Maqbool, Zohaib (Eastern Testing Services (Pvt.) Ltd.) | Khattak, Kifayat (Eastern Testing Services (Pvt.) Ltd.) | Malik, Javaid Hussain (Eastern Testing Services (Pvt.) Ltd.) | Ahmed, Jawad (MOL Pakistan Oil and Gas Company B.V.)
Well testing is an important tool for field appraisal, field development, reservoir surveillance and management. Some key measurements during well tests are flow rates of individual phases, fluid properties, fluid composition, flowing surface, down hole pressure and temperature etc. Analysis of this data helps in pinpointing where improvements can be made, how the productive potential of the reservoir can be enhanced and where the future investments are to be focused. So production testing campaigns of wells are to be conducted and should be conducted annually or bi-annually to get the aforesaid vital information of the well and the reservoir.
While gathering vital data during production testing, an apprehension is that the hydrocarbon produced and separated on surface should not be flared, as it can cause a huge financial loss and environmental harm. Therefore, a zero flaring concept was adopted during production in which the separated gas was safely and effectively injected back to the production line and the fluids to the storage facility.
In Pakistan, production testing is generally carried out using conventional 1440psi separator and implementing zero flaring concepts. But there are certain limitations associated with the conventional 1440 psi separators available in the country. A few of them are that they cannot be used on wells whose downstream pressure or injection line pressure is greater than the safety limit of 1440 psi separator. They cannot be used on wells with high gas rates greater than the maximum limit of conventional 1440 psi separator which is 60 MMSCFD and the same limitation applies to condensate/oil/water rate as well. For this reason there are certain fields in Northern Pakistan where production testing campaigns with zero flaring cannot be carried out due to the above mentioned limitations of 1440 psi separator.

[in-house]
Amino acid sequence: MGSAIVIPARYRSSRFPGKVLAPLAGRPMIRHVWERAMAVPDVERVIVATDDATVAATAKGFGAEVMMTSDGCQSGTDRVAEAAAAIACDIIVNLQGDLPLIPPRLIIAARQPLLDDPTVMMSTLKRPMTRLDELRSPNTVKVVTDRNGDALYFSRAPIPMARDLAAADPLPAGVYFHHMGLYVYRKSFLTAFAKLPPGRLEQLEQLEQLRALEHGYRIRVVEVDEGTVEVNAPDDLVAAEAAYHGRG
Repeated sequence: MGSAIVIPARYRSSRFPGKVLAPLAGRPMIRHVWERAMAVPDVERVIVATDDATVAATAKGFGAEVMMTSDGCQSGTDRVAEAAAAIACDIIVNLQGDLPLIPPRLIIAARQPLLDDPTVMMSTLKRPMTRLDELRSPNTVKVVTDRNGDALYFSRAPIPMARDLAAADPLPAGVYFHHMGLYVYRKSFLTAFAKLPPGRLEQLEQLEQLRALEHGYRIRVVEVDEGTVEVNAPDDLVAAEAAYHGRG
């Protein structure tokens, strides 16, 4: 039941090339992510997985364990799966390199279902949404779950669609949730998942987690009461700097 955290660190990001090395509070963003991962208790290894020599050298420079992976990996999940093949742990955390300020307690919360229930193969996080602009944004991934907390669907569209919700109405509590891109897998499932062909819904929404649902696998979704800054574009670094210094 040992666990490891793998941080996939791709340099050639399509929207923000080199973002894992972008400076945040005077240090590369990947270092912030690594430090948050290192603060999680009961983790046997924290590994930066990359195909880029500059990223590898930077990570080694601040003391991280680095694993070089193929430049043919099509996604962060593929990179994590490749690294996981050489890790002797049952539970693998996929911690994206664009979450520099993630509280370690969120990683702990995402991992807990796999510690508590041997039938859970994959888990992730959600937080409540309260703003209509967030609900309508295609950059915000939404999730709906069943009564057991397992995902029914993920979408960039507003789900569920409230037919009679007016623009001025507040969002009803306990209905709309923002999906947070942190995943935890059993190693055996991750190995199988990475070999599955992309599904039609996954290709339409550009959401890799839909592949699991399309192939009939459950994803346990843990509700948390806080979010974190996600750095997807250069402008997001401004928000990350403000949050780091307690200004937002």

This paper describes the introduction of the first ever High Pressure (HP) separator in Pakistan. This separator has overcome the limitations due to its high design pressure of 2160 psi and high gas and oil flow rate capacity which in 90 MMSCFD and 13000 bpd respectively. Successful field applications at three different fields in Pakistan are discussed in this paper covering lesson learned and best practices during the operations. Producing wells were tested without flaring or wasting any hydrocarbon which is harmful to environment. All the separated gas was injected back to the high pressure production line which resulted in a huge financial advantage. The application of the non-conventional high pressure separator and implementing zero flaring is proven to be a beneficial solution with huge potential for future applications in Pakistan.